In a result that came as a surprise to exactly no one, the NBA today announced that Los Angeles Clippers coach Vinny Del Negro was named the Western Conference Coach of the Month for December. Turns out that's what happens when you're team goes undefeated for an entire month.
The irony is that Del Negro has always been one of the most maligned coaches in the NBA. From the day of his hiring in Chicago in June 2008 Del Negro has been criticized as being out of his depth, not strong enough in Xs and Os and overwhelmed by game situations as a head coach.
But those criticisms,and indeed this monthly coaching honor, underlie a basic truism when it comes to coaching and basketball -- no one has any clue what they're talking about. There's a lot of talk out there all the time, but that's all it is, talk.
At the end of the day, talent on the court is easily the single biggest factor in the success of an NBA team. Coaches can control who gets minutes and in what situations. They can help a little with motivation and direction. And they can install relatively better or worse offensive and defensive schemes. But they can't win games if they don't have talent to work with, and they probably won't lose too many games if they do.
No coach is an island. They all have assistants who have played for or coached with the other coaches in the league. Ever wonder how James Harden can be traded to the Rockets on October 27 and score 37 points for them four days later? Guess what? Kevin McHale wasn't doing things all that differently from Scott Brooks. It's still basketball. Every team runs more or less the same sets, or rather they are all choosing from the same menu of appetizers and entrees. But let's face facts, it doesn't take December's Western Conference Coach of the Month to figure out to give the ball to Chris Paul at the end of the game. The play call? Oh, I dunno, how about a high screen and roll?
The criticism of Del Negro was always more than a little off-base for a couple of reasons. The Xs and Os really aren't that crucial at the end of the day, but more importantly, Del Negro has always been good at the other things. He relates to his players well, they like and him and (this is crucial) they tend to play hard for him. For two seasons in Chicago and last year in L.A. Del Negro's teams were playing their best, most focused basketball at the end of the season, despite some bumps along the way. That's not nothing. In a business where there's not much tangible differentiation, the intangibles become that much more important.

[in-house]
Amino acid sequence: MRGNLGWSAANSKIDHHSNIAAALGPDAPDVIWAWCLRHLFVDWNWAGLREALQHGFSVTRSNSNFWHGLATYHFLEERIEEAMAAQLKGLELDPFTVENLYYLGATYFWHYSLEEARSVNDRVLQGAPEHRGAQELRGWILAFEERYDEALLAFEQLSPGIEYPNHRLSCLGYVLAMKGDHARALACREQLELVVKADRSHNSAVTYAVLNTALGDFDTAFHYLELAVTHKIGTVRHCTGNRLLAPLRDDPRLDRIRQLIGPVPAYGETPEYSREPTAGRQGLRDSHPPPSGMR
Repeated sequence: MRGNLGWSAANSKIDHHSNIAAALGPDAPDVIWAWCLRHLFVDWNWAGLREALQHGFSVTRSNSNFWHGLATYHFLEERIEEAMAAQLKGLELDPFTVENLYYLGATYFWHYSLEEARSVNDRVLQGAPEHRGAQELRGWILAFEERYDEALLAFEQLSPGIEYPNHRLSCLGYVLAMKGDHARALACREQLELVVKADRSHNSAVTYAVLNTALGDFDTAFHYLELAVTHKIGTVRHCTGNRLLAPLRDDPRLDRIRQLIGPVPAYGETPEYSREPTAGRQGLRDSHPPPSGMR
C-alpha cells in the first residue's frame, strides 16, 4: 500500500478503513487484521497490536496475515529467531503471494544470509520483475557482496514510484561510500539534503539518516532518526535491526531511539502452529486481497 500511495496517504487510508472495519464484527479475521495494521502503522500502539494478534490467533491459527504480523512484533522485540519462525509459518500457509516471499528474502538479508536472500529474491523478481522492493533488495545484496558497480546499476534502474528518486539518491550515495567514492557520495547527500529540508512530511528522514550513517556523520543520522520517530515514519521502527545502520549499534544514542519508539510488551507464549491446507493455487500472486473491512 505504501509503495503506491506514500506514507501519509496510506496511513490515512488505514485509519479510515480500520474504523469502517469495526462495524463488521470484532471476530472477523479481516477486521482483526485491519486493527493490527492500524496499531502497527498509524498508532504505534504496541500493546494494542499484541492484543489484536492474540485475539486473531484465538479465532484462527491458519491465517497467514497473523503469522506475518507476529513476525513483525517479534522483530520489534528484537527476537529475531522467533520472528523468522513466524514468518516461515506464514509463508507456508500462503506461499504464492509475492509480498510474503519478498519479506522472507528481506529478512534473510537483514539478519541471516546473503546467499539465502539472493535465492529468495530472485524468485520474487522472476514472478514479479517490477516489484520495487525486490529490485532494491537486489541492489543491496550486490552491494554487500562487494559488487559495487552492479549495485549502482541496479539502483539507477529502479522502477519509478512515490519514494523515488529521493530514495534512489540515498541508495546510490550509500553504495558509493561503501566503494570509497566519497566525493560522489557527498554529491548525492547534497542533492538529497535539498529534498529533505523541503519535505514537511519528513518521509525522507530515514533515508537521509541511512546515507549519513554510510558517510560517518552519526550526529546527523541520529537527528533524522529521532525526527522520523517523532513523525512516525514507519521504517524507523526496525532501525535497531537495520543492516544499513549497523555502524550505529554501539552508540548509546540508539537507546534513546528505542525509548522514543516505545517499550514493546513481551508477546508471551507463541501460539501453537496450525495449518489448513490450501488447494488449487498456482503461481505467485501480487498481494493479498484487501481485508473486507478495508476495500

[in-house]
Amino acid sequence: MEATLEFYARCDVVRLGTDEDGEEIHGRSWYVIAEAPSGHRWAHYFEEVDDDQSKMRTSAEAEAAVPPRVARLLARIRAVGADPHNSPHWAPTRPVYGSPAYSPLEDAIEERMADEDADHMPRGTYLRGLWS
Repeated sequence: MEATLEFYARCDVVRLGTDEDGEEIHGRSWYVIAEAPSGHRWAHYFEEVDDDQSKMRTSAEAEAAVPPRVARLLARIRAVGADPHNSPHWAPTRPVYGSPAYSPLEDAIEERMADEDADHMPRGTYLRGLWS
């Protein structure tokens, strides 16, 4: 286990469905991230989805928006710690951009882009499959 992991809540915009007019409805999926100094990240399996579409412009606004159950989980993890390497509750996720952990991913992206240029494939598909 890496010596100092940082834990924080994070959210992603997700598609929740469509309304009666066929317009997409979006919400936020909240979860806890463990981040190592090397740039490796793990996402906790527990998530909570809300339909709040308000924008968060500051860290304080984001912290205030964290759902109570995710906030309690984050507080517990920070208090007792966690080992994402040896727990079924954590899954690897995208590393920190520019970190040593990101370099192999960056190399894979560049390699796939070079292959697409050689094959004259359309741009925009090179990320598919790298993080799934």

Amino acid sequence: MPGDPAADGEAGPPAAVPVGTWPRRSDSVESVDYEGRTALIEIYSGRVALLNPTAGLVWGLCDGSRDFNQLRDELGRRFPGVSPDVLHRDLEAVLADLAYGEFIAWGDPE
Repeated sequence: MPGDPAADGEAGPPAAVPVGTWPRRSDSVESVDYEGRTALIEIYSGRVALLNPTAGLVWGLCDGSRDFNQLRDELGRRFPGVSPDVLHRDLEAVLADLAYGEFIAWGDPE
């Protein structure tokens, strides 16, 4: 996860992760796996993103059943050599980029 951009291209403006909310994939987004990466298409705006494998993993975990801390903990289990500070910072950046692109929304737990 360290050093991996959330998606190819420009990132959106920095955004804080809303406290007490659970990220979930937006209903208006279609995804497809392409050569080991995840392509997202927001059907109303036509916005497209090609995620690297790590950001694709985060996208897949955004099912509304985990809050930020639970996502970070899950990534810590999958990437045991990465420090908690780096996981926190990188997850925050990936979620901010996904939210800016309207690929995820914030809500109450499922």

How do these awards like Coach of the Month and Coach of the Year get decided? There are no advanced stats for coaches. No Rotation Efficiency Rating or Time Out Management Index. It's quite simple. The coaches of the teams that do better than expected -- either based on pre-season expectations or in overcoming injuries or whatever -- get the votes. Since no one really has any clue what's really going on, all the unknowns in the equation are assumed to be accounted for by coaching. If the sum of the parts is greater than you expected, then the coach gets the credit. If it is less than you expected, the coach gets the blame (and probably gets fired). Which is why Avery Johnson went from November Coach of the Month on December 2 to unemployed on December 28.
That is not to say that Del Negro does not deserve this honor. This is how it works, and he should get some recognition for an accomplishment very few teams in the history of the NBA have achieved. Kudos. But those who voted him coach of the month don't know any more about what he's really doing as coach of the Clippers than those who think he should be fired.
At the end of the day, no one has a clue. But as long as Chris Paul is happy with Vinny, then he's doing a good job in my book.